USPS moves towards clustered mailboxes


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Individual mailboxes may become a thing of the past, because the U.S. Postal Service is moving toward clustering mailboxes in every neighborhood in order to reduce debt.

At the last Iowa City City Council meeting, the council removed a distance requirement for clustered mailboxes and discussed the effect the boxes could have.

Cluster mailboxes, which group all of a neighborhood’s mailboxes in one structure, were previously only allowed to be within 600 feet of any residence. The councilors removed the restriction in response to the Postal Service saying it would no longer support distance limits.

Though clustered mailboxes are the norm in many newer neighborhoods nationwide, older neighborhoods will have a harder time adapting to the change.

One reason for this is they might not have a neighborhood association to maintain the mailboxes, which could cause some problems, said University of Iowa political-science Associate Professor Timothy Hagle.

“The question is, who actually is responsible for it?” he said. “Somebody’s got to pay for it, and that’s undoubtedly the customer, one way or another.”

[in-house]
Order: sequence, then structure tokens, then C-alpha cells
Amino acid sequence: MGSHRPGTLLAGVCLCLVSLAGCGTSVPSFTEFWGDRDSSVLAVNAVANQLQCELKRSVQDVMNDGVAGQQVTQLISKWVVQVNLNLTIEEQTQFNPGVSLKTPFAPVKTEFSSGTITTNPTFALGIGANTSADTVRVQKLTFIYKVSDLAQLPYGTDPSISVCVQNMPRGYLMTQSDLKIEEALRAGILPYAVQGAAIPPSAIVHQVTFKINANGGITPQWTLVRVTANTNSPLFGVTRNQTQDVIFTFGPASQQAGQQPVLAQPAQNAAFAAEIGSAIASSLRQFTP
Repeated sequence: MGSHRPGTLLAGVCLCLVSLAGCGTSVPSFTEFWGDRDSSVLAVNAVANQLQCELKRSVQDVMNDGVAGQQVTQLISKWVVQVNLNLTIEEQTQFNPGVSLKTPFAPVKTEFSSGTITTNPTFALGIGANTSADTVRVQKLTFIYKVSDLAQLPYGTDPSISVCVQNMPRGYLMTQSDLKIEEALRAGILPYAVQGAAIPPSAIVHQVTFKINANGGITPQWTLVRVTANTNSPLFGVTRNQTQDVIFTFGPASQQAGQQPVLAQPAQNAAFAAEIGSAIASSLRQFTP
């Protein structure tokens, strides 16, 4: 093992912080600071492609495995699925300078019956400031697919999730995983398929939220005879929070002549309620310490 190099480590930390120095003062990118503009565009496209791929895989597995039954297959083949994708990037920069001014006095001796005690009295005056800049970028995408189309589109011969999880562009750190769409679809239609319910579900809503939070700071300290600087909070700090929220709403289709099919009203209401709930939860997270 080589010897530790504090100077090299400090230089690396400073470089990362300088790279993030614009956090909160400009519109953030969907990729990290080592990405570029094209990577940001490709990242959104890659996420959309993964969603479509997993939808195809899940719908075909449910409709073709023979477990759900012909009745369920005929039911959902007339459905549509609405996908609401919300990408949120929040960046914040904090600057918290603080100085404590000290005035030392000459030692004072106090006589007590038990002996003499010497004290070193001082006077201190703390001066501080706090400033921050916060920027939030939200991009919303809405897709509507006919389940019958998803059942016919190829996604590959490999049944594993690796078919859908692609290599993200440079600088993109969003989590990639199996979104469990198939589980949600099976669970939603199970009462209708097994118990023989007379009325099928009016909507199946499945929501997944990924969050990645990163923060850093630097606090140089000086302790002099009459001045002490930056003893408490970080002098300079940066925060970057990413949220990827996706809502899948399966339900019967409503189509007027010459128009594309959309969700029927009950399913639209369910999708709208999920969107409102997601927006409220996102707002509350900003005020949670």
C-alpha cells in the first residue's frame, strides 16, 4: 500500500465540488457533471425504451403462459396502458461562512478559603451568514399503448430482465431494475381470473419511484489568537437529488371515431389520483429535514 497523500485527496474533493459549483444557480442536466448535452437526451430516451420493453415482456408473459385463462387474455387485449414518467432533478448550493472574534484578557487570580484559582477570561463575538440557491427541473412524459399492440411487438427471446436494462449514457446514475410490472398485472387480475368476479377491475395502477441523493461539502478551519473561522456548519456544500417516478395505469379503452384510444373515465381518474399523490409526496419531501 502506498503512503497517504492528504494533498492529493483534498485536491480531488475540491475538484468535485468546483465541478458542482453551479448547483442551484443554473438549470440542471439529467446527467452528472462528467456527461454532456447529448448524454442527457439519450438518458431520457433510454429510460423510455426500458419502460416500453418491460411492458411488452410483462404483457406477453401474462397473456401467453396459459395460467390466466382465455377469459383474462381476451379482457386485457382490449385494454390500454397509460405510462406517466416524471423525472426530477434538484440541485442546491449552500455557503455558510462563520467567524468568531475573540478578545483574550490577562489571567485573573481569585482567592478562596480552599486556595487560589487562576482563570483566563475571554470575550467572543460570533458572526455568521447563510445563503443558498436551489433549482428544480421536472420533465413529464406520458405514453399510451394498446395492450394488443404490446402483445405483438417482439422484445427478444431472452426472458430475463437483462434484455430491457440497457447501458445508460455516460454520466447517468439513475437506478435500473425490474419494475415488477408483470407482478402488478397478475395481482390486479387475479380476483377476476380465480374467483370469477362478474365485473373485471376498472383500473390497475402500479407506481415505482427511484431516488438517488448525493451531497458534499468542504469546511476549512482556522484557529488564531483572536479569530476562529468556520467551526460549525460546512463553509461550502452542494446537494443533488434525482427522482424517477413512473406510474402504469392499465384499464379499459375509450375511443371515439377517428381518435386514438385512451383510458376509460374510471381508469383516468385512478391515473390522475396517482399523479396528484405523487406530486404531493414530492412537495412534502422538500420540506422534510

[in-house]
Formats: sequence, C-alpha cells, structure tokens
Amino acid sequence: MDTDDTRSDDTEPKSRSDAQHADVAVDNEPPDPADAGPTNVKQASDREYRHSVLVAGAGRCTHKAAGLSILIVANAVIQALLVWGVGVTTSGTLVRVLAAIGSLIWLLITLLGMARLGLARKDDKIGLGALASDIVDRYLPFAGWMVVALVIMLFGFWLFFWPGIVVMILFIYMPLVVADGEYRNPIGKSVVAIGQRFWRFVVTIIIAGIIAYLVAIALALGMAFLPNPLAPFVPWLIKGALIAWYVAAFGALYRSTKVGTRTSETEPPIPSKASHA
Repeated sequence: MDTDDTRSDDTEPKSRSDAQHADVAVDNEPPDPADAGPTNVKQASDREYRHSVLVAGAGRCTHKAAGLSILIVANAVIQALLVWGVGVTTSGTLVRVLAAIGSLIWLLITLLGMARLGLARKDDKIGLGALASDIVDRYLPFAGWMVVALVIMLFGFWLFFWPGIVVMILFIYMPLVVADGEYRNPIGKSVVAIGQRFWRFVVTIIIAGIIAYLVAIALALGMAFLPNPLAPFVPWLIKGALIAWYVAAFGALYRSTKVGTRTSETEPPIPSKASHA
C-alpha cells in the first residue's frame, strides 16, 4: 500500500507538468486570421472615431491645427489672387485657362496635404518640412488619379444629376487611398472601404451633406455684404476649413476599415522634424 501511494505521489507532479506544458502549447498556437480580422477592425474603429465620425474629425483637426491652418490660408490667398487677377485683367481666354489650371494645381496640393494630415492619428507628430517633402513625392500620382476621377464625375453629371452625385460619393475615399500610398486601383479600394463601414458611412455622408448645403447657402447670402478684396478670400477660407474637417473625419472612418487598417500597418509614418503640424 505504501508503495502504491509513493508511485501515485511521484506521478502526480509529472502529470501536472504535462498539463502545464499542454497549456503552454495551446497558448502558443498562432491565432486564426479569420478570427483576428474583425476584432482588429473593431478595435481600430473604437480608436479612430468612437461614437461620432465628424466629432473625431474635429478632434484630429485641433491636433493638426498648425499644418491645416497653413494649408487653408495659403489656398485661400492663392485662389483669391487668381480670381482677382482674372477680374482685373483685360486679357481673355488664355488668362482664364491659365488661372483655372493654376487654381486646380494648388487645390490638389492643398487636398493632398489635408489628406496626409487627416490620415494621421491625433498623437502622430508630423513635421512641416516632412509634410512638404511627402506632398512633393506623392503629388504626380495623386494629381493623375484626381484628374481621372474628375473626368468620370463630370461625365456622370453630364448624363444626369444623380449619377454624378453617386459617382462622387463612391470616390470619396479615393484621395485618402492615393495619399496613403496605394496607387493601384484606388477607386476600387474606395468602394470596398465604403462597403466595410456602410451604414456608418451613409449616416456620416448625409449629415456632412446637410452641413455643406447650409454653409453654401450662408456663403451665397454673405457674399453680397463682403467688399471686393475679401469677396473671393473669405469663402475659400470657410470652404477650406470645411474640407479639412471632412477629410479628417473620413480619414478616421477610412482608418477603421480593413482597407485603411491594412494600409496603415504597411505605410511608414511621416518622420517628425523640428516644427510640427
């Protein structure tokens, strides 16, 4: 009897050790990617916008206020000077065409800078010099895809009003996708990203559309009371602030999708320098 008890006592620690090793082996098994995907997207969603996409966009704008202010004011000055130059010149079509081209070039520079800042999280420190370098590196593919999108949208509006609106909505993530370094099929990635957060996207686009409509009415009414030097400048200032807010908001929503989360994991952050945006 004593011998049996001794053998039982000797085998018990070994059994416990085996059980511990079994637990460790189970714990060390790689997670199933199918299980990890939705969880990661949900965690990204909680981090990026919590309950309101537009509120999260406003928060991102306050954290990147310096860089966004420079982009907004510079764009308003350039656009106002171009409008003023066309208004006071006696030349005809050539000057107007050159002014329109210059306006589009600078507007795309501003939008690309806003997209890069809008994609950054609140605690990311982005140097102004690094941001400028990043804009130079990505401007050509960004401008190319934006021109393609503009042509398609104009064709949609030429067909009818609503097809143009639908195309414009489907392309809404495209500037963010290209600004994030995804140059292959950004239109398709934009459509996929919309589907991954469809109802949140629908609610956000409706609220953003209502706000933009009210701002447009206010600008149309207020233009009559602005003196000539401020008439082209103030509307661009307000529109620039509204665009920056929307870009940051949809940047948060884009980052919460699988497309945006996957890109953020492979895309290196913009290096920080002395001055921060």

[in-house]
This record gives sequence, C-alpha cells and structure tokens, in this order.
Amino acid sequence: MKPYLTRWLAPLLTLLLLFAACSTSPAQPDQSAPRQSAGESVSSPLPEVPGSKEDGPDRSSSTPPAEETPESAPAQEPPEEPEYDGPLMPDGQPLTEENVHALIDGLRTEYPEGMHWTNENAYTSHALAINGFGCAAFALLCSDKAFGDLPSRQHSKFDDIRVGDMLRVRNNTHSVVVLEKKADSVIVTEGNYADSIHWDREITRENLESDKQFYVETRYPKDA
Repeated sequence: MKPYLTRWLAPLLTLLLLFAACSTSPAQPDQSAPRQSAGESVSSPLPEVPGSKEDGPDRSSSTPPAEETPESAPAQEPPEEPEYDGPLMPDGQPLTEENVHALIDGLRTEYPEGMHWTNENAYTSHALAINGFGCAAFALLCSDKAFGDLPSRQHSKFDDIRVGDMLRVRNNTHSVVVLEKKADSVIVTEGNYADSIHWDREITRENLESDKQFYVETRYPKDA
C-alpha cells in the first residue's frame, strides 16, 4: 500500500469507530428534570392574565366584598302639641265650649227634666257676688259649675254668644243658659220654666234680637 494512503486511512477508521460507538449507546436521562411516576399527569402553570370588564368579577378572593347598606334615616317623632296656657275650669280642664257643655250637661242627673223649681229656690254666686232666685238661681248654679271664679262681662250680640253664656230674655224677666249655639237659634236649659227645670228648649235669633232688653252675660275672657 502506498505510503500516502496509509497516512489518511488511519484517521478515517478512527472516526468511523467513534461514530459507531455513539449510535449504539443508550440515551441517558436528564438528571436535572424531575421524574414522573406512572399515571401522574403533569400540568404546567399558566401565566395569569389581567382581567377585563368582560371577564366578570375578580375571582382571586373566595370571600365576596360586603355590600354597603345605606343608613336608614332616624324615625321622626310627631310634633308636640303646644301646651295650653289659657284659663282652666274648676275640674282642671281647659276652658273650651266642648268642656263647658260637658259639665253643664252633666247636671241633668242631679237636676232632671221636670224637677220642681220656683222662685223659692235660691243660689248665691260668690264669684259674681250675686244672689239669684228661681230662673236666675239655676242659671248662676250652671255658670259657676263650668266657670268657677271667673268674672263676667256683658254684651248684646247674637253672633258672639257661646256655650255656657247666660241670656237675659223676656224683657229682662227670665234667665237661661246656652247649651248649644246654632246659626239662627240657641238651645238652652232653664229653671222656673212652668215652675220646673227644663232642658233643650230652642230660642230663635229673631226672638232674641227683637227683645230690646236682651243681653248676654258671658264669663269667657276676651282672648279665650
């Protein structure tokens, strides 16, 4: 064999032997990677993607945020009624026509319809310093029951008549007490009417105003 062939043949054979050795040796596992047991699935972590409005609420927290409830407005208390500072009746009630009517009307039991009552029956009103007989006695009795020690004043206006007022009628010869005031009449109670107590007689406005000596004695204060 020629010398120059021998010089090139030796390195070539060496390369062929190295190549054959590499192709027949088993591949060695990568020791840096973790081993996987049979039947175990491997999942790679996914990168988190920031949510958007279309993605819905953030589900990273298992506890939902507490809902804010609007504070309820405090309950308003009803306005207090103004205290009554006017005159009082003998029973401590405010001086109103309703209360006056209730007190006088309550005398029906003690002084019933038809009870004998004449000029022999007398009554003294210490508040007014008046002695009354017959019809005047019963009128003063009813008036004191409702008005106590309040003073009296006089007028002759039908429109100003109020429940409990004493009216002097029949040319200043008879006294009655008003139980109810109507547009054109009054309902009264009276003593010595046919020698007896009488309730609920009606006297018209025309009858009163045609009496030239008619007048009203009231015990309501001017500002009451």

Maintenance of the mailboxes is one of the largest ways this change could affect Iowa City, he said.
The logistical impact of clustered mailboxes isn’t the only issue.

Clustered mailboxes could negatively affect neighborhoods visually, said City Councilor Kingsley Botchway II.

“From an aesthetic standpoint, it doesn’t seem to be ideal,” he said. “Trying to make a clustered mailbox look pleasing is going to be very hard to do.”

Though the image of the mailboxes may not be the most appealing, the change is a necessary one for the service, Hagle said. This necessity is caused in part by the Postal Service quickly becoming obsolete.

“Because more people are using electronic mail … [the Postal Service] has to find ways to cut costs,” he said.

This wouldn’t be the first time the Postal Service changed services to cut cost. In February 2013, Saturday mail service was significantly reduced, which was in response to a more than $15 billion debt reported by the service in 2012.

Having clustered mailboxes significantly reduces the amount of time carriers spend in each neighborhood, making one stop instead of several.

“It saves a lot of time,” Iowa City Neighborhood Services coordinator Marcia Bollinger said. “It makes it much more efficient from their end.”

Bollinger said while the clustered mailboxes may be inconvenient for some, especially if their houses are far away from the cluster, she doesn’t expect a very significant impact.

“I haven’t heard any strong feelings,” she said. “I don’t see it being a big controversy.”

Botchway said the council would have preferred more input in the decision, but the councilors will do the best with what they are given.

“The Postal Service is just kind of forcing our hand in this matter,” he said. “From our standpoint, we’ll try to do whatever’s best for the city and its residents.”

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